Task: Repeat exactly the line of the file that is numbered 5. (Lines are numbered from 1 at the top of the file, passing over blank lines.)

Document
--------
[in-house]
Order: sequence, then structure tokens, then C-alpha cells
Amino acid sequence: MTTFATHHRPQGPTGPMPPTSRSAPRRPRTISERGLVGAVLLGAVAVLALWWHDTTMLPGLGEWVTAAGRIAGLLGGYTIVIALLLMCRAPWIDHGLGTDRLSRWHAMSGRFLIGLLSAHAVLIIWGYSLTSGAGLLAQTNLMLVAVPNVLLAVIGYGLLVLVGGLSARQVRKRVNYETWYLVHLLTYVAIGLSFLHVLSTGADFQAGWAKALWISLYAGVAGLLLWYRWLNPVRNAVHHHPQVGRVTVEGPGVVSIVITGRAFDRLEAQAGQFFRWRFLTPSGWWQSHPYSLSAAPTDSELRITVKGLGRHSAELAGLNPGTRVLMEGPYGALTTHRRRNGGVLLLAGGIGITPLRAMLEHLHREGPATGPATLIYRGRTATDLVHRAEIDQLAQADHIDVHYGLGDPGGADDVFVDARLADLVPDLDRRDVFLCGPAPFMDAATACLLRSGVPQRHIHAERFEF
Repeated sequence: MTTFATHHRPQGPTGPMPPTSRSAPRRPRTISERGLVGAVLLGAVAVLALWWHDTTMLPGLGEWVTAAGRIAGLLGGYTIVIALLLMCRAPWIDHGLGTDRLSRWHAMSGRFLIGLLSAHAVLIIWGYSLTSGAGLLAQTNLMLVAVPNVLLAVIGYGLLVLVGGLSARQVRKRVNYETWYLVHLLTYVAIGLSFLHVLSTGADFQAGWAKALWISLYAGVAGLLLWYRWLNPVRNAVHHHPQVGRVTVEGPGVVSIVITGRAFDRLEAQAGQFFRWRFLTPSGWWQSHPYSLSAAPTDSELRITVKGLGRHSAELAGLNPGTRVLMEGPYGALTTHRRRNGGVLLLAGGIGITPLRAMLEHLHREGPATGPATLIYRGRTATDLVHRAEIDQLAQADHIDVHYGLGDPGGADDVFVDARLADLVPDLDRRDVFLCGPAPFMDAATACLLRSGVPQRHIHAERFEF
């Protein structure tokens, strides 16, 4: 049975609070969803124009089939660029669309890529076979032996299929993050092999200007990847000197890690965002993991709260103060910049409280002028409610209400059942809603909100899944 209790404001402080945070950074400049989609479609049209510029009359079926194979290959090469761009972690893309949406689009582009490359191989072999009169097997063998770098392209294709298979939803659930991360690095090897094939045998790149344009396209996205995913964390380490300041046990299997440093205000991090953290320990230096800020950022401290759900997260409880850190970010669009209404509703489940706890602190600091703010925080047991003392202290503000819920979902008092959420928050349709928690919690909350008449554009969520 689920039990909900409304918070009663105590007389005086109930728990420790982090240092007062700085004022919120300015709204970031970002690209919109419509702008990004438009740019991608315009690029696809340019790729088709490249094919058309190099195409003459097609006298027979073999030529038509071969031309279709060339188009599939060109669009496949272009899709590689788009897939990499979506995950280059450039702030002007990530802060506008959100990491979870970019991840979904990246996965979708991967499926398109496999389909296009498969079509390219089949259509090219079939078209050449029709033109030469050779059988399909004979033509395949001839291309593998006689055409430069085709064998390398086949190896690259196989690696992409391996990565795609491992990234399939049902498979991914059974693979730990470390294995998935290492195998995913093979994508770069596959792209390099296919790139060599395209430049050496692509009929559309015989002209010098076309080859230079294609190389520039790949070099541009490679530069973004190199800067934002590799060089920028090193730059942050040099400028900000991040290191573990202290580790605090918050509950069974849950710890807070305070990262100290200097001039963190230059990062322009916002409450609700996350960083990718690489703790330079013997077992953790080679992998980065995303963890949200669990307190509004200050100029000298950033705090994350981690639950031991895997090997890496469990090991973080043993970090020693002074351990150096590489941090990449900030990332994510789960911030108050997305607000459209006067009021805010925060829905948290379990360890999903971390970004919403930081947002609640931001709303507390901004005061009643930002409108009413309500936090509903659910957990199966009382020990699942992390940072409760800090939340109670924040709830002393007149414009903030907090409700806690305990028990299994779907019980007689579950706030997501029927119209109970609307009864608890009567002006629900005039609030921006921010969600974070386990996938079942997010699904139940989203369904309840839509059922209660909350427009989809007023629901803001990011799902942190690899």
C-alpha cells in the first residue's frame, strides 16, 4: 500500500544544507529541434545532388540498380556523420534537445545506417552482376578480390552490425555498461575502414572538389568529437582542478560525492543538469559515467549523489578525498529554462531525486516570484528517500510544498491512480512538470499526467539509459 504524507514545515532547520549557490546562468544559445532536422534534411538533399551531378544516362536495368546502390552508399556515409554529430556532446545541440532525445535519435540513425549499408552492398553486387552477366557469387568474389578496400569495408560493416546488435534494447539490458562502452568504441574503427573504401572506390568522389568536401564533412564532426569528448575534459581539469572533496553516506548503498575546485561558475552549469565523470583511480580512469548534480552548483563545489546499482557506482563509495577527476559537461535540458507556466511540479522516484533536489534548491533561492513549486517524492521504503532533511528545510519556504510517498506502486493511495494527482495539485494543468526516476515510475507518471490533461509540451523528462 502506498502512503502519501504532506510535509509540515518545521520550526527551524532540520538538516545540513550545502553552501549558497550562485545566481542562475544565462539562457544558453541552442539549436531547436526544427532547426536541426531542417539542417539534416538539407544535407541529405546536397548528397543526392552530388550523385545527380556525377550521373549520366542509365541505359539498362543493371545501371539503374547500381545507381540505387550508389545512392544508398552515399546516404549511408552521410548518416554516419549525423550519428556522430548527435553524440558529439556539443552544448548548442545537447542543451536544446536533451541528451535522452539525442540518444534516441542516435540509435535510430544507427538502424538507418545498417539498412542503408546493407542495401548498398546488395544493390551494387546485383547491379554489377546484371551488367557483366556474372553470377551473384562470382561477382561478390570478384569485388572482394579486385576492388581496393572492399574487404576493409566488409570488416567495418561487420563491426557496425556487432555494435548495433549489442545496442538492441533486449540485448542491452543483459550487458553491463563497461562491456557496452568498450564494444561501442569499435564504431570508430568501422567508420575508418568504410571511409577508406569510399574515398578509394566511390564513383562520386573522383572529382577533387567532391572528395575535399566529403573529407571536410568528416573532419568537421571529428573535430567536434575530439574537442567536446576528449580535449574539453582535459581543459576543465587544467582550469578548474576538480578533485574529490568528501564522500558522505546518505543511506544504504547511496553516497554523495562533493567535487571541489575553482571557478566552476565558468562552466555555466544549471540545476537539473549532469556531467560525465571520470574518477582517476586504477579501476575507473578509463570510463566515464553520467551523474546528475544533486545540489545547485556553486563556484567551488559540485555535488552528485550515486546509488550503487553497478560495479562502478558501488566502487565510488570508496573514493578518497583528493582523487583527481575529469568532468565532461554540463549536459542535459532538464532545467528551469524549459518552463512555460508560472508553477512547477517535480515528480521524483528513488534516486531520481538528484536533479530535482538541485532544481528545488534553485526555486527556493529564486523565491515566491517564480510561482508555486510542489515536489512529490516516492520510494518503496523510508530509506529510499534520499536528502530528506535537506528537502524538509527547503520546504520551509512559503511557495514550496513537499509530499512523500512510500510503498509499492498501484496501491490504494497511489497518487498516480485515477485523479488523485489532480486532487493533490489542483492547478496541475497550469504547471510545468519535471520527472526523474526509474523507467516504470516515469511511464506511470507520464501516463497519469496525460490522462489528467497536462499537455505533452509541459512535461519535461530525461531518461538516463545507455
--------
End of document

């Protein structure tokens, strides 16, 4: 049975609070969803124009089939660029669309890529076979032996299929993050092999200007990847000197890690965002993991709260103060910049409280002028409610209400059942809603909100899944 209790404001402080945070950074400049989609479609049209510029009359079926194979290959090469761009972690893309949406689009582009490359191989072999009169097997063998770098392209294709298979939803659930991360690095090897094939045998790149344009396209996205995913964390380490300041046990299997440093205000991090953290320990230096800020950022401290759900997260409880850190970010669009209404509703489940706890602190600091703010925080047991003392202290503000819920979902008092959420928050349709928690919690909350008449554009969520 689920039990909900409304918070009663105590007389005086109930728990420790982090240092007062700085004022919120300015709204970031970002690209919109419509702008990004438009740019991608315009690029696809340019790729088709490249094919058309190099195409003459097609006298027979073999030529038509071969031309279709060339188009599939060109669009496949272009899709590689788009897939990499979506995950280059450039702030002007990530802060506008959100990491979870970019991840979904990246996965979708991967499926398109496999389909296009498969079509390219089949259509090219079939078209050449029709033109030469050779059988399909004979033509395949001839291309593998006689055409430069085709064998390398086949190896690259196989690696992409391996990565795609491992990234399939049902498979991914059974693979730990470390294995998935290492195998995913093979994508770069596959792209390099296919790139060599395209430049050496692509009929559309015989002209010098076309080859230079294609190389520039790949070099541009490679530069973004190199800067934002590799060089920028090193730059942050040099400028900000991040290191573990202290580790605090918050509950069974849950710890807070305070990262100290200097001039963190230059990062322009916002409450609700996350960083990718690489703790330079013997077992953790080679992998980065995303963890949200669990307190509004200050100029000298950033705090994350981690639950031991895997090997890496469990090991973080043993970090020693002074351990150096590489941090990449900030990332994510789960911030108050997305607000459209006067009021805010925060829905948290379990360890999903971390970004919403930081947002609640931001709303507390901004005061009643930002409108009413309500936090509903659910957990199966009382020990699942992390940072409760800090939340109670924040709830002393007149414009903030907090409700806690305990028990299994779907019980007689579950706030997501029927119209109970609307009864608890009567002006629900005039609030921006921010969600974070386990996938079942997010699904139940989203369904309840839509059922209660909350427009989809007023629901803001990011799902942190690899």